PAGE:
Running a successful small business often requires a willingness to take reasonable risks. If you wish to expand your business, introduce a new product or bring in new employees, there will always be some risk that the new “normal” won’t work as well as the old one.
The key is to approach risk logically. The payoff is often worth the risk if you take steps to minimize the potential downside. This is especially true when it comes to rebranding an existing business. Why rebrand? It depends on your goals for the business. Perhaps you’ve been skating by on an old name that doesn’t appeal to today’s Internet search-savvy customer and you’d like to attract a digital audience. Or maybe you bought an existing business and need to rebrand in order to distance yourself from previous owners. Either way you’ll want to do some research to see what the current brand perception is in the marketplace and get your ducks in a row before you make the leap.
What Will You Lose, and What Will You Gain?
Rebranding can be an effective way to update your business, but it’s not automatic. If your current business is well established, it’s important to consider what you might lose by switching, in addition to the potential benefits. Will your processes change? How will that affect the goodwill you currently enjoy or will you be starting from scratch? Is there a way you can make the shift in small steps over a period of time? It’s one thing if you’re buying an existing SMB that needs a fresh start. But if you wish to update the image of a company you already own or want to launch a companion business, you’ll have to answer these questions from the viewpoint of your customers. Are you throwing a disconnect at them or will the change improve their overall experience? What kind of relationships have you developed with influential customers and can you reach out to them to get their perspective? How much traction will you lose or gain from redoing your website, social media and/or other marketing assets?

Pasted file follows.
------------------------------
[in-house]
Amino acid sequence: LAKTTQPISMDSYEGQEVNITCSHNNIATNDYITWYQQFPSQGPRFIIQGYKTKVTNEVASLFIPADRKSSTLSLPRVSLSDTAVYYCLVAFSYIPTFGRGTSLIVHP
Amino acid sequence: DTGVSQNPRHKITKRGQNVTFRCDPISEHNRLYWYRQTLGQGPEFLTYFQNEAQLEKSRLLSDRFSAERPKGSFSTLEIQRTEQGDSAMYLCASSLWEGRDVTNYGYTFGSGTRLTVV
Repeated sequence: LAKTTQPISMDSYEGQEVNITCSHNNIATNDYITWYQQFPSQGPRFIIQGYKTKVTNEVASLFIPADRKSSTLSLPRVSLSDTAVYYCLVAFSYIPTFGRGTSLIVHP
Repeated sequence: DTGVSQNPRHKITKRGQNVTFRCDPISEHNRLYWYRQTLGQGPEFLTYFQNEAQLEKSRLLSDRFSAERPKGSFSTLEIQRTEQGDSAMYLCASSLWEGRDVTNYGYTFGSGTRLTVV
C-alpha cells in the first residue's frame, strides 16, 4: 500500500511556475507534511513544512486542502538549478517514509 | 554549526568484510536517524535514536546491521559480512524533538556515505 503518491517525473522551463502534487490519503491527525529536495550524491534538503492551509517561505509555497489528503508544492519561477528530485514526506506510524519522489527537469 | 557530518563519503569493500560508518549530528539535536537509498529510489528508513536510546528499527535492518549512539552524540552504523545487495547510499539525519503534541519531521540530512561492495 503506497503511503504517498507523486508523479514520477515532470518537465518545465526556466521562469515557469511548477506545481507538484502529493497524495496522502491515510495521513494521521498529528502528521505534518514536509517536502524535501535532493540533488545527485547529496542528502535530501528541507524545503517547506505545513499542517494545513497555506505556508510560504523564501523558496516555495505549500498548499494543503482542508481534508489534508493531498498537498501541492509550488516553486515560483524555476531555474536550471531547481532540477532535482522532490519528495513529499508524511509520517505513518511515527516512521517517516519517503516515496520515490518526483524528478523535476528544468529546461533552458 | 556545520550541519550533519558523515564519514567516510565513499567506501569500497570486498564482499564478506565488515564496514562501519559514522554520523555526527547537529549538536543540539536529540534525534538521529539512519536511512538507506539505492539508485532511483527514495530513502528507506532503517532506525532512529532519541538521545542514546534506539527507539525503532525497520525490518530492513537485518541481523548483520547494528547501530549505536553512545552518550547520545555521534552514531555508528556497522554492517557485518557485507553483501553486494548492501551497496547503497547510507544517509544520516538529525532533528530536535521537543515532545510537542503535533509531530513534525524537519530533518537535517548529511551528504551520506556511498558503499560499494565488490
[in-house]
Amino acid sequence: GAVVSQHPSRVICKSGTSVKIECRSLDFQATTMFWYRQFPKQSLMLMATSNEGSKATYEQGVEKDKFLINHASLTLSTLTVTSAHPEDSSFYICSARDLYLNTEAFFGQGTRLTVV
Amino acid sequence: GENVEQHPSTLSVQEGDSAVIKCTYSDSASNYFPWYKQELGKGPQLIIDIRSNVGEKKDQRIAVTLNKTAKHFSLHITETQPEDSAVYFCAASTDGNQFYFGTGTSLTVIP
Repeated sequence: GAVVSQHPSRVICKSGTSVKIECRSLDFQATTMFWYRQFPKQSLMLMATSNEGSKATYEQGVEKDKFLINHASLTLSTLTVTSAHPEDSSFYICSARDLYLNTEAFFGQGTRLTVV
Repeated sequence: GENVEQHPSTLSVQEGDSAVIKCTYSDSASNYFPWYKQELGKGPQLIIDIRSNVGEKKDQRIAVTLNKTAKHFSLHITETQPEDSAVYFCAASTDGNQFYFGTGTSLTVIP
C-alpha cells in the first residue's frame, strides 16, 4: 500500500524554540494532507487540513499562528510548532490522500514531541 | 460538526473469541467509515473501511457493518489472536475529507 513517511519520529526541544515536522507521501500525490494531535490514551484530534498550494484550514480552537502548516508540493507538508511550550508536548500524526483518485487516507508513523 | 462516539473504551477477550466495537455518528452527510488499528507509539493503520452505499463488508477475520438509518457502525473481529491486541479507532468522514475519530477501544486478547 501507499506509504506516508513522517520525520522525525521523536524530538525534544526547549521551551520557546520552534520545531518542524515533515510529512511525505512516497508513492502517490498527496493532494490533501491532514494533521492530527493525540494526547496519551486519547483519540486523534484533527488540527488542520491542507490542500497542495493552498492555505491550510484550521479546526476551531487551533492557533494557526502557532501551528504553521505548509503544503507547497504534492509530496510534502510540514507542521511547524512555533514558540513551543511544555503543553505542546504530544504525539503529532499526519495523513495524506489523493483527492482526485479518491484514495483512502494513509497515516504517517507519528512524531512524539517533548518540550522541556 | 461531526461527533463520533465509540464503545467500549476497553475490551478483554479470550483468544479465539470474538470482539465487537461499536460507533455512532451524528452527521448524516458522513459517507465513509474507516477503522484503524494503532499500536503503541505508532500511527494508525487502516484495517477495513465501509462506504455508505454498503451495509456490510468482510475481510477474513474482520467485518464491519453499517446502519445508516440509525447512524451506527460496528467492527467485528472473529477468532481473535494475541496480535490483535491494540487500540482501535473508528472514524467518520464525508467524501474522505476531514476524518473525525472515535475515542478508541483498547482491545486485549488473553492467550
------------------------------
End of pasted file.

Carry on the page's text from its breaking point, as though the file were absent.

In the video below, Jim Kolb, a Wisconsin florist, tells his rebranding story. He explains why he made the change and outlines the risks and ultimate payoffs from that change.
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- Jim Kolb’s new brand, Couture Events, shares many of the characteristics of his successful House of Flowers brand. Personal service, passion for his products and a commitment to quality are guiding elements of both, which is extremely important.
- Be consistent in your presentation. Whether you are visiting Couture Events in person, interacting with its website or connecting through social, you get a unified picture of what the business is about. So many businesses struggle with this because they don’t step back and look at their brand’s total footprint in both the digital and traditional space.
- Remember that rebranding now involves much more than some fresh signage and a new ad campaign. Your blog, social media, web design, SEO and much more will be impacted by rebranding, so be sure everything makes sense across the board before diving in.
Get Your Employees Comfortable with Change
Change starts from the top, but your employees are often the ones who will be executing these changes day to day. It’s important to ensure that your employees are on the same page, both in how to enact the desired changes and how to remain comfortable when processes shift.
Don’t forget that your employees are the engine that runs your business. Get them on board early and keep the communication lines open.
- Give advanced notice. The time to prepare your employees for big changes is before those changes take place. Explain any planned changes to those who will be affected and make sure they understand the “why” behind the change. Ask for their input and get them invested during the planning stages.
- Communicate readily. Keep your employees informed throughout the entire process when a change is made. Remember that change isn’t always smooth and adaptability is key. Keep yourself open to their ideas, calm their fears and don’t be stingy with praise. Let them know you’re thankful for their help and understanding.
- If you need help, ask! In addition to your employees, turn to other trusted advisers, including your lawyer, accountant, family and friends, to better understand whether rebranding will be beneficial.
Keep a “Big Picture” Perspective
Rebranding can be scary, but big goals can’t be accomplished without big ideas. Before you enact any major changes be sure to heed advice from trusted advisers and customers, keep your employees informed and involved, and plan for every contingency. Using a methodical, staged approach worked well for Jim Kolb’s Couture Events and it can work for your business too.
This post was written in partnership with Progressive Insurance. I have been compensated, but the thoughts and ideas are my own. For additional small business tips, check out Progressive’s Small business Big Dreams program.